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Last Updated: Wednesday, 16 April, 2003, 14:04 GMT 15:04 UK
Is the UK facing up to Bahrain's past?

Jon Silverman
Home affairs analyst

Riot police deploy to end protests in 1996
Unrest marred Bahrain's recent past
The security services of Bahrain - a close Gulf ally of the UK - are alleged to have violently repressed dissident voices. A Briton commanded these forces. So why no prosecution?

With Britain a key player in the war with Iraq, what are the chances of a prosecution being launched in the UK which would cause severe embarrassment to one of our staunch allies in the Gulf, Bahrain?

This is not a hypothetical discussion topic, but a dilemma which arises from a little-noticed investigation being conducted by Scotland Yard.

In 2000, serious allegations of torture against a British citizen, Colonel Ian Henderson, were passed to detectives from the Yard.

Colonial past

Colonel Henderson, who is in his mid-seventies, has had an interesting career. In the 1950s, as a colonial police officer, he helped stamp out the Mau Mau insurgency in Kenya.

When Kenya gained its independence, he was dispatched to Bahrain - then a British protectorate - where he became head of state security for some 30 years.

King Sheikh Hamad Bin-Isa Al-Khalifah is supreme authority
His family, from a Sunni Muslim tribe, has ruled since 1783
Bahrain gained independence from the UK in 1971
National Assembly dissolved in 1975, provoking Shia Muslim majority into years of unrest
In 2001, Bahrainis backed plan to turn their state from emirate to constitutional monarchy
An elected parliament and independent judiciary should be in place by 2004
Bahrain is an important military ally of the US and UK
Pro-democracy unrest was ruthlessly suppressed in Bahrain and allegations of brutality were made against both Colonel Henderson and his deputy, Adel Felaifel.

According to organisations such as Human Rights Watch and Amnesty, the methods used to cow anti-government activists included beatings, sexual abuse and the ransacking of whole villages.

The fact that Colonel Henderson owns a property on the edge of Dartmoor puts him within the jurisdiction of the British courts and explains why Scotland Yard opened a file on him.

No formal details have been disclosed about this inquiry, although detectives are believed to have travelled to a number of European countries to interview potential witnesses.

At first, organisations which campaign against the use of torture, like Redress, were delighted at the possibility of justice for the many Bahraini victims of the regime.

Now, though, after nearly three years, questions are being asked about how serious this inquiry is and whether, even if the evidence is strong enough, the political will exists to prosecute.

'Leaden-paced' investigation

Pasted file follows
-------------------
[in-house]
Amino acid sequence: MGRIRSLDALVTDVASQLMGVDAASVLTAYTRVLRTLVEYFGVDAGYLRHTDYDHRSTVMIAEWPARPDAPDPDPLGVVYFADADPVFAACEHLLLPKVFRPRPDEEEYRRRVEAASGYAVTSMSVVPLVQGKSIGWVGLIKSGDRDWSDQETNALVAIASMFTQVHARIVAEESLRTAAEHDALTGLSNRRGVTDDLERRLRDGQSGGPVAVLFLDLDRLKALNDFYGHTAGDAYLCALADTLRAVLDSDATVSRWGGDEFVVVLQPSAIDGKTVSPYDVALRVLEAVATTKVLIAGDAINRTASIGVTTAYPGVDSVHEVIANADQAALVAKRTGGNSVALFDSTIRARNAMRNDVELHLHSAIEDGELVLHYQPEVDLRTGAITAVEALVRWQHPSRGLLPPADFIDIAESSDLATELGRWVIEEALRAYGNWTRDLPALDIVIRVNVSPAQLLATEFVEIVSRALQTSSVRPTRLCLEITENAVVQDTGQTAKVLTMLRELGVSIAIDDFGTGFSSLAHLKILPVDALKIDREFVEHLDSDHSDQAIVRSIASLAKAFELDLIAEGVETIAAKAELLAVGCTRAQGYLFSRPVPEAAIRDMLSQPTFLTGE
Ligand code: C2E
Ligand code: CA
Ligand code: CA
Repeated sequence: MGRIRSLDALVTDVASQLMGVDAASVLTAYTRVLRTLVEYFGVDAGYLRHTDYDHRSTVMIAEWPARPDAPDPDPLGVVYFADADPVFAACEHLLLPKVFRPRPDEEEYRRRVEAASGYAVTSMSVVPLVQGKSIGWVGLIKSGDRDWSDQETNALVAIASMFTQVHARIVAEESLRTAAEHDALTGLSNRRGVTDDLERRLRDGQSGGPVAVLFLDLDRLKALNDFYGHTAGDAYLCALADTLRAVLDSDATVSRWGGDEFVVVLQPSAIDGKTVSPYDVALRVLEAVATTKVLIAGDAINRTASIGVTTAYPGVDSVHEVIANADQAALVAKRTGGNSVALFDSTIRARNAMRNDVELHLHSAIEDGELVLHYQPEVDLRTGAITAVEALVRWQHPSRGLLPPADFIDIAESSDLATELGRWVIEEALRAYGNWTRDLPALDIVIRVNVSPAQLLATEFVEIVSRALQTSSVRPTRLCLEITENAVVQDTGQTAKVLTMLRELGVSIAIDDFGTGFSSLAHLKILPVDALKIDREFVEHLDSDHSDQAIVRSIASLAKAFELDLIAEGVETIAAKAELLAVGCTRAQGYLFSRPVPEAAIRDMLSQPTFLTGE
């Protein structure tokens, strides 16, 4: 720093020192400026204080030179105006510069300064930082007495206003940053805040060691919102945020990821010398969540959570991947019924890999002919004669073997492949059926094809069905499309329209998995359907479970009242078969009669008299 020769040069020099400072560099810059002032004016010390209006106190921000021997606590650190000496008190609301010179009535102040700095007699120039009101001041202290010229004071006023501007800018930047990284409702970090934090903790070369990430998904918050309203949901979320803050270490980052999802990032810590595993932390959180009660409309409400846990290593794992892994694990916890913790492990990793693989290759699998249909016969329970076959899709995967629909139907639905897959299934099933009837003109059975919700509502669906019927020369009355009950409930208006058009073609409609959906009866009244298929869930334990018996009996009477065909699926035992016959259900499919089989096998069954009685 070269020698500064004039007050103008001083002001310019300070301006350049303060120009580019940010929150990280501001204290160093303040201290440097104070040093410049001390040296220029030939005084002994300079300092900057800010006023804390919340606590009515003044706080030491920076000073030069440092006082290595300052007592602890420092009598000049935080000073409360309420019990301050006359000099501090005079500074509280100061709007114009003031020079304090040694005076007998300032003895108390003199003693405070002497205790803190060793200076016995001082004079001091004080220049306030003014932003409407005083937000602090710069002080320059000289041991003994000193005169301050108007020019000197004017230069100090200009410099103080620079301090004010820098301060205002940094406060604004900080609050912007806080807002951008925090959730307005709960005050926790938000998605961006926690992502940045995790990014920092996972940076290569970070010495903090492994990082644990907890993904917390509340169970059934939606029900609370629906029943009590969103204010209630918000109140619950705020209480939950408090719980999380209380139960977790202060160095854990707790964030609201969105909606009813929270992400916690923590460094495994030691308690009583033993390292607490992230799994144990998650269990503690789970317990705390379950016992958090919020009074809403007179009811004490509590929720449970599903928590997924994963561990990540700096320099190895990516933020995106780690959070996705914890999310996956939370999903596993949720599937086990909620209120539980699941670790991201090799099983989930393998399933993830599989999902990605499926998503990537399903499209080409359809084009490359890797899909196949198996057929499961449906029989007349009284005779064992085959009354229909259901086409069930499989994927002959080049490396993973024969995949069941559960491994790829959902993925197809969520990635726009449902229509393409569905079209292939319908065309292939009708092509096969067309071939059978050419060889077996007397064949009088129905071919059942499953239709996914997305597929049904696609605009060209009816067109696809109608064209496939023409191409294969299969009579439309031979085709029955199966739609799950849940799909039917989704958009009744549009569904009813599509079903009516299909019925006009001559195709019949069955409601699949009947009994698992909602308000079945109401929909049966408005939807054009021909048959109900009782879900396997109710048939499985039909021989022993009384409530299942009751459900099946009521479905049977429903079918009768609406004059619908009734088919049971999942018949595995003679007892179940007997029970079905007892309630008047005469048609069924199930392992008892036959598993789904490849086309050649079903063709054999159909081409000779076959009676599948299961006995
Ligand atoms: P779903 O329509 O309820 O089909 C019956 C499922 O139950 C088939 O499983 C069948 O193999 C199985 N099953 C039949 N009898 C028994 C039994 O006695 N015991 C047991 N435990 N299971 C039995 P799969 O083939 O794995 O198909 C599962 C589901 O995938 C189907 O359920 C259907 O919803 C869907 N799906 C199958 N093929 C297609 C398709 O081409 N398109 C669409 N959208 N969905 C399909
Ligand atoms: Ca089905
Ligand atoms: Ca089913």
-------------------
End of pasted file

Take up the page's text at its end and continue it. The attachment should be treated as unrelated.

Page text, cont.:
Carla Ferstman, of Redress, says: "As far as we know, the police have not been to Bahrain - presumably because they would not be welcome there - and they have not questioned Colonel Henderson. Given the length of this inquiry, this may be thought surprising."

The vice-chair of the parliamentary Human Rights Group, Lord Avebury, goes further. "This is by far the strongest UK torture case we have seen, and yet the police investigation seems extraordinarily leaden-paced.

Lord Avebury
If we discovered that they had been given a nod and a wink not to investigate too thoroughly to avoid embarrassing Bahrain, there would be a hell of a row
Lord Avebury, parliamentary Human Rights Group
"We are completely in the dark about what the Yard has been doing. But if we discovered that they had been given a nod and a wink not to investigate too thoroughly to avoid embarrassing Bahrain, there would be a hell of a row."

In response to inquiries, a Yard spokesman would say only that "a report was sent to the Crown Prosecution Service in August 2001 but no formal decision has been taken on charges."

In a letter to Lord Avebury, the Attorney-General - who would have to approve any prosecution - said he was "serious about the UK's commitment to the UN Convention Against Torture".

As it happens, Bahrain is also a signatory to the convention - although in July 2002, the king showed his commitment to it in rather an odd way by issuing an amnesty to public servants who had committed acts of torture.

Australia, another signatory, had an opportunity to detain Adel Felaifel last year, when he visited Brisbane. But a similarly lethargic approach allowed him to leave the jurisdiction and return to Bahrain.

Lord Avebury said that when he visited the Gulf state in early January, victims of the state security police were "lining up" to show him the marks of their torture and many would welcome the chance to testify in an English court.

The chances of that happening do not look high. As for Ian Henderson, he denies the allegations of torture.

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